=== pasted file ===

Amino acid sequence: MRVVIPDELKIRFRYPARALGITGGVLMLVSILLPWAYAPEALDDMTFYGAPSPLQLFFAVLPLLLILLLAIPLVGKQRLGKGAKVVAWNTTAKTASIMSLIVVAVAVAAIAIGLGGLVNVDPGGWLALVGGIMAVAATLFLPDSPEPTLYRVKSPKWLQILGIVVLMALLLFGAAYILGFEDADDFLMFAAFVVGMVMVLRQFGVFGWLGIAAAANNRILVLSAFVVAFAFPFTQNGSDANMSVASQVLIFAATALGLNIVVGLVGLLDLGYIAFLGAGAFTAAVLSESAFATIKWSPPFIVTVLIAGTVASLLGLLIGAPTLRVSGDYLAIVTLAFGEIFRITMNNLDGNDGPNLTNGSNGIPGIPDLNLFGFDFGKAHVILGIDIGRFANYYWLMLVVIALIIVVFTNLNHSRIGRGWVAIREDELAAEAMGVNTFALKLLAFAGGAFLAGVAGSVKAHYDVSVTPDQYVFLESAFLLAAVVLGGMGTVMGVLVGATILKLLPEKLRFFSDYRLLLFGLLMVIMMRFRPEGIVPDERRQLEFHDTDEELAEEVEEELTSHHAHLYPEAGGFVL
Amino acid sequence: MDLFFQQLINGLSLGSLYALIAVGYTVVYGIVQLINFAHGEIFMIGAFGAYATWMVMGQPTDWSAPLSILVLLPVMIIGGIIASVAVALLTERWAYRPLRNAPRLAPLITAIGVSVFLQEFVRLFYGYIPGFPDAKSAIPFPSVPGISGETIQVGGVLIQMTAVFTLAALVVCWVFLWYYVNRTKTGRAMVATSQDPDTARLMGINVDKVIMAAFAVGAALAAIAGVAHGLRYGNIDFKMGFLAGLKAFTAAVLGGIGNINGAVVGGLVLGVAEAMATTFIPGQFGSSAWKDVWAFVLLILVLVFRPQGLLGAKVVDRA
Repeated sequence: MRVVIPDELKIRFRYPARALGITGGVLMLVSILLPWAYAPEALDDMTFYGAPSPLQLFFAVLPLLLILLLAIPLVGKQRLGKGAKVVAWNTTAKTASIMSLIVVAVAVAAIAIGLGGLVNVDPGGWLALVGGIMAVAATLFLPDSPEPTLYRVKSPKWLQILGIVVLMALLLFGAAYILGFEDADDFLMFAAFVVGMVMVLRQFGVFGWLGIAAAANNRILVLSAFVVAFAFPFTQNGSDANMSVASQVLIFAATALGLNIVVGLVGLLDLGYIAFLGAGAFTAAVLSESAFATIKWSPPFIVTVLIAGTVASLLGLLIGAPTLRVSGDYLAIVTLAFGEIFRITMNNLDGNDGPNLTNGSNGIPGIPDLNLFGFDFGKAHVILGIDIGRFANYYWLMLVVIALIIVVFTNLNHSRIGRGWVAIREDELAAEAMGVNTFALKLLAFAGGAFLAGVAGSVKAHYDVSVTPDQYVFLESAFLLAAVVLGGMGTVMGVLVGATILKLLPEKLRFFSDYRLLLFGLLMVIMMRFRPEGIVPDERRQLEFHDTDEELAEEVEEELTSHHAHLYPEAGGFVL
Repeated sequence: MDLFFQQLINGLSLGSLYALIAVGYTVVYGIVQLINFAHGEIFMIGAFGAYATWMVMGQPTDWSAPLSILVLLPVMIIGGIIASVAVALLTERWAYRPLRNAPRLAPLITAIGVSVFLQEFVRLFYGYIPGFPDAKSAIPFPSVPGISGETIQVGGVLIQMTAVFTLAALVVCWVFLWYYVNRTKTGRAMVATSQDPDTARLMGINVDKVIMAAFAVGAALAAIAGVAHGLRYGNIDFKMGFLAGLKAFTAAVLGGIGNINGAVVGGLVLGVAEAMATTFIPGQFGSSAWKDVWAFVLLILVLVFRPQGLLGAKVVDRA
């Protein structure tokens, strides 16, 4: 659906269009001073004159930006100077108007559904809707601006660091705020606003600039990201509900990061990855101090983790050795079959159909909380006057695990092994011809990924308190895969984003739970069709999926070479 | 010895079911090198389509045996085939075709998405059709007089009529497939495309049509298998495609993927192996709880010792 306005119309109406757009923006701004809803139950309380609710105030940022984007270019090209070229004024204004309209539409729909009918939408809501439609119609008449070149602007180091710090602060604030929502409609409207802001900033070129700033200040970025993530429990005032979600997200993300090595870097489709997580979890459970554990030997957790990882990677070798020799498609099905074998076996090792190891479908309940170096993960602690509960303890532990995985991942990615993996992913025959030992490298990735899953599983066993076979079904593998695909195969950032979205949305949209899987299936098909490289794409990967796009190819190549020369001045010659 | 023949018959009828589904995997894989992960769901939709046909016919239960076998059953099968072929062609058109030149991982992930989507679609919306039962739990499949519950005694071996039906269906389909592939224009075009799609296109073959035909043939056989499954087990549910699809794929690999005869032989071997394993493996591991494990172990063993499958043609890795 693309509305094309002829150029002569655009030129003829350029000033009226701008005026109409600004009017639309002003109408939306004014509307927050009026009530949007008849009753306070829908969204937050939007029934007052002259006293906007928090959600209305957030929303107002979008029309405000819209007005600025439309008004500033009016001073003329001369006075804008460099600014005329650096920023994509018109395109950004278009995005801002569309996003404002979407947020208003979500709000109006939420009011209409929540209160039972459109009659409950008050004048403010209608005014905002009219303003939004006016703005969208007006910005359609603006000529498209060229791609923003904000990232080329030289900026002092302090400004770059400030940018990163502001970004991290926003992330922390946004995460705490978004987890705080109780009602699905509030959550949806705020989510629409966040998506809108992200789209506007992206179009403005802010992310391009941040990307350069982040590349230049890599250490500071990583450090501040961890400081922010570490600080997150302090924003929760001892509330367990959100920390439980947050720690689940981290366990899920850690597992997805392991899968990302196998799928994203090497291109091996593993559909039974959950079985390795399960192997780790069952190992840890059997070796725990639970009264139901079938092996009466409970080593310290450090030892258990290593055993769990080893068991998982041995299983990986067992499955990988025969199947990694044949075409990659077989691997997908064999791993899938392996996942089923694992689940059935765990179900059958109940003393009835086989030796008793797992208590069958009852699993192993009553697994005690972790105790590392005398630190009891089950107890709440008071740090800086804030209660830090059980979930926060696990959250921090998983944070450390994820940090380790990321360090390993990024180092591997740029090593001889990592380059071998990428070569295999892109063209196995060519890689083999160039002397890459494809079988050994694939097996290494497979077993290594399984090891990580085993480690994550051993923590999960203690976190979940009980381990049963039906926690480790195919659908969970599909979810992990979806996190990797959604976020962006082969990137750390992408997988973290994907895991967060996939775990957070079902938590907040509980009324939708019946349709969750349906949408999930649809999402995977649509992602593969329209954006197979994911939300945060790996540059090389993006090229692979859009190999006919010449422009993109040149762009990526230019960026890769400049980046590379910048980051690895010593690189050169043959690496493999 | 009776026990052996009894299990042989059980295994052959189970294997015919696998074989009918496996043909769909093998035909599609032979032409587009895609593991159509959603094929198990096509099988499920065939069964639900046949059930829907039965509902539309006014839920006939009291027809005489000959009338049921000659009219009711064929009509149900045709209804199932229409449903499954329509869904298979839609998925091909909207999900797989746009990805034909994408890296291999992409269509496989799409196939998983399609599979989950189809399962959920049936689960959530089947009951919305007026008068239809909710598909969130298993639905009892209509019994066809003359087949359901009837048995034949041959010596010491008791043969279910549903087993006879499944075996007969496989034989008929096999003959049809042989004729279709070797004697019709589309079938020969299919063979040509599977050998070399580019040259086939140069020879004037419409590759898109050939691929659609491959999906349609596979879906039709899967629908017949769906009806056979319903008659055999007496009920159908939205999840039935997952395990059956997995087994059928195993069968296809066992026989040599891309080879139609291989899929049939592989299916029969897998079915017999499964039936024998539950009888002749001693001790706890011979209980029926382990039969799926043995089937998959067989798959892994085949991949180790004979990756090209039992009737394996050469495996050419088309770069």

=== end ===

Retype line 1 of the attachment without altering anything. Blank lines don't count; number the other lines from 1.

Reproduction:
Amino acid sequence: MRVVIPDELKIRFRYPARALGITGGVLMLVSILLPWAYAPEALDDMTFYGAPSPLQLFFAVLPLLLILLLAIPLVGKQRLGKGAKVVAWNTTAKTASIMSLIVVAVAVAAIAIGLGGLVNVDPGGWLALVGGIMAVAATLFLPDSPEPTLYRVKSPKWLQILGIVVLMALLLFGAAYILGFEDADDFLMFAAFVVGMVMVLRQFGVFGWLGIAAAANNRILVLSAFVVAFAFPFTQNGSDANMSVASQVLIFAATALGLNIVVGLVGLLDLGYIAFLGAGAFTAAVLSESAFATIKWSPPFIVTVLIAGTVASLLGLLIGAPTLRVSGDYLAIVTLAFGEIFRITMNNLDGNDGPNLTNGSNGIPGIPDLNLFGFDFGKAHVILGIDIGRFANYYWLMLVVIALIIVVFTNLNHSRIGRGWVAIREDELAAEAMGVNTFALKLLAFAGGAFLAGVAGSVKAHYDVSVTPDQYVFLESAFLLAAVVLGGMGTVMGVLVGATILKLLPEKLRFFSDYRLLLFGLLMVIMMRFRPEGIVPDERRQLEFHDTDEELAEEVEEELTSHHAHLYPEAGGFVL